Seven Deadly Reasons Why America’s Wars Persist
By William Astore
Feb 1, 2015 - It was launched immediately after the 9/11 attacks, when I was still in the military, and almost immediately became known as the Global War on Terror, or GWOT. Pentagon insiders called it “the long war ,” an open-ended, perhaps unending, conflict against nations and terror networks mainly of a radical Islamist bent. It saw the revival of counterinsurgency doctrine, buried in the aftermath of defeat in Vietnam, and a reinterpretation  of that disaster as well. Over the years, its chief characteristic became ever clearer: a “Groundhog Day ” kind of repetition. Just when you thought it was over (Iraq , Afghanistan ), just after victory (of a sort) was declared, it began again .
Now, as we find ourselves enmeshed in Iraq War 3.0, what better way to memorialize the post-9/11 American way of war than through repetition. Back in July 2010, I wrote an article for TomDispatch on the seven reasons  why America can’t stop making war. More than four years later, with the war on terror still ongoing, with the mission eternally unaccomplished, here’s a fresh take on the top seven reasons why never-ending war is the new normal in America. In this sequel, I make only one promise: no declarations of victory (and mark it on your calendars, I’m planning to be back with seven new reasons in 2019).
1. The privatization of war: The U.S. military’s recourse to private contractors  has strengthened the profit motive for war-making and prolonged wars as well. Unlike the citizen-soldiers of past eras, the mobilized warrior corporations  of America’s new mercenary moment -- the Halliburton /KBRs (nearly $40 billion  in contracts for the Iraq War alone), the DynCorps  ($4.1 billion to train 150,000 Iraqi police), and the Blackwater/Xe/Academis  ($1.3 billion in Iraq, along with boatloads of controversy ) -- have no incentive to demobilize. Like most corporations, their business model is based on profit through growth, and growth is most rapid when wars and preparations for more of them are the favored options in Washington.
"Freedom isn’t free," as a popular conservative bumper sticker puts it, and neither is war. My father liked the saying, “He who pays the piper calls the tune,” and today’s mercenary corporations have been calling for a lot of military marches piping in $138 billion in contracts for Iraq alone, according to  the Financial Times. And if you think that the privatization of war must at least reduce government waste, think again: the Commission on Wartime Contracting in Iraq and Afghanistan estimated in 2011 that fraud, waste, and abuse accounted for up to $60 billion  of the money spent in Iraq alone.
To corral American-style war, the mercenaries must be defanged or deflated. European rulers learned this the hard way during the Thirty Years’ War of the seventeenth century. At that time, powerful mercenary captains like Albrecht von Wallenstein  ran amok. Only Wallenstein’s assassination and the assertion of near absolutist powers by monarchs bent on curbing war before they went bankrupt finally brought the mercenaries to heel, a victory as hard won as it was essential to Europe’s survival and eventual expansion. (Europeans then exported their wars to foreign shores, but that’s another story.)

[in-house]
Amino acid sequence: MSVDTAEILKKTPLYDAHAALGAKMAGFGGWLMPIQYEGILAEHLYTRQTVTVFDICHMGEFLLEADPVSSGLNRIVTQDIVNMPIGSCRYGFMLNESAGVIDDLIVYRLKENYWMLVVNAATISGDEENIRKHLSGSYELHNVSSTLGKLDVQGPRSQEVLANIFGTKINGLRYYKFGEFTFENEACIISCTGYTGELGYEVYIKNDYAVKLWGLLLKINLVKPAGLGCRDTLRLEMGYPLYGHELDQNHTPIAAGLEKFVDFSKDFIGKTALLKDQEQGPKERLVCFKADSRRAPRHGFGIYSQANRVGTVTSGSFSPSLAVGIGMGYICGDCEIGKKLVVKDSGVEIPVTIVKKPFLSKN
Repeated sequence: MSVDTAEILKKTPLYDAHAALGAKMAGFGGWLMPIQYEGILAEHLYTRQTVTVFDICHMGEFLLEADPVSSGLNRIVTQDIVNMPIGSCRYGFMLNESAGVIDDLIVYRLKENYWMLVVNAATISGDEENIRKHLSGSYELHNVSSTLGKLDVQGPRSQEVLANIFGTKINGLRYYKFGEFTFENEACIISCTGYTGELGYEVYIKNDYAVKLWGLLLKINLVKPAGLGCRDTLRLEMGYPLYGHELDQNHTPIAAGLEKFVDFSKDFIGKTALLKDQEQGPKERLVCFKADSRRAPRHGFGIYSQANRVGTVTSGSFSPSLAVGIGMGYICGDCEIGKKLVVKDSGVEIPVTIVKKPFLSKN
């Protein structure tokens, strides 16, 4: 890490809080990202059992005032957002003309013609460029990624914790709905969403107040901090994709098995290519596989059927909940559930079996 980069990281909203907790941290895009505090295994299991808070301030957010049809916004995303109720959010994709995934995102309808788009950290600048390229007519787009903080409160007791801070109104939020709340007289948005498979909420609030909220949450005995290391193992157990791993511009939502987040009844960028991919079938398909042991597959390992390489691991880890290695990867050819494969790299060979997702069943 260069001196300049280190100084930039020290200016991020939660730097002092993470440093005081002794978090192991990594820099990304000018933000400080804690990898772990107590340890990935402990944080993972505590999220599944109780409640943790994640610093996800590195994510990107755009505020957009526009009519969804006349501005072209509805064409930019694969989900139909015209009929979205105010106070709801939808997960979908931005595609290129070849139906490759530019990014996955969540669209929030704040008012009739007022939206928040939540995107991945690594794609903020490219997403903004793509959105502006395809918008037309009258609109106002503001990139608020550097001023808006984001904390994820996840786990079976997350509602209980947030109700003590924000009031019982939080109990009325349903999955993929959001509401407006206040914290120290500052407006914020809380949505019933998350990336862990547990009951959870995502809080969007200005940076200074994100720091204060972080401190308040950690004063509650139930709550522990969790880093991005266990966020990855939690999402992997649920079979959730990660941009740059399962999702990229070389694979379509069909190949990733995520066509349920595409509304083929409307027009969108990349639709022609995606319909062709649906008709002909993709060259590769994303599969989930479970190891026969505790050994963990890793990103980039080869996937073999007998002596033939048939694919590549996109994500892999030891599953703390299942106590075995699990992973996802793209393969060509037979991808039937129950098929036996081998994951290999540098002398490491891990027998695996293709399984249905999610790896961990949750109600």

2. The embrace of the national security state by both major parties: Jimmy Carter was the last president to attempt to exercise any kind of control over the national security state. A former Navy nuclear engineer who had served under the demanding Admiral Hyman Rickover , Carter cancelled the B-1 bomber and fought for a U.S. foreign policy based on human rights. Widely pilloried for talking about  nuclear war with his young daughter Amy, Carter was further attacked for being “weak” on defense. His defeat by Ronald Reagan in 1980 inaugurated 12 years of dominance by Republican presidents that opened the financial floodgates for the Department of Defense. That taught Bill Clinton and the Democratic Leadership Council  a lesson when it came to the wisdom of wrapping the national security state in a welcoming embrace, which they did, however uncomfortably. This expedient turn to the right by the Democrats in the Clinton years served as a temporary booster shot when it came to charges of being “soft” on defense -- until Republicans upped the ante by going “all-in” on military crusades in the aftermath of 9/11.
Since his election in 2008, Barack Obama has done little to alter the course set by his predecessors. He, too, has chosen not to challenge Washington’s prevailing catechism of war . Republicans have responded, however, not by muting their criticism, but by upping the ante yet again. How else to explain House Speaker John Boehner’s invitation to Israeli Prime Minister Benjamin Netanyahu to address a joint session of Congress in March ? That address promises to be a pep talk for the Republicans, as well as a smack down of the Obama administration and its “appeasenik ” policies toward Iran and Islamic radicalism.
Serious oversight, let alone opposition to the national security state by Congress or a mainstream political party, has been missing in action  for years and must now, in the wake of the Senate Torture Report fiasco (from which the CIAemerged  stronger, not weaker), be presumed dead. The recent midterm election triumph of Republican war hawks and the prospective lineup of candidates for president in 2016 does not bode well when it comes to reining in the national security state in any foreseeable future. (more…)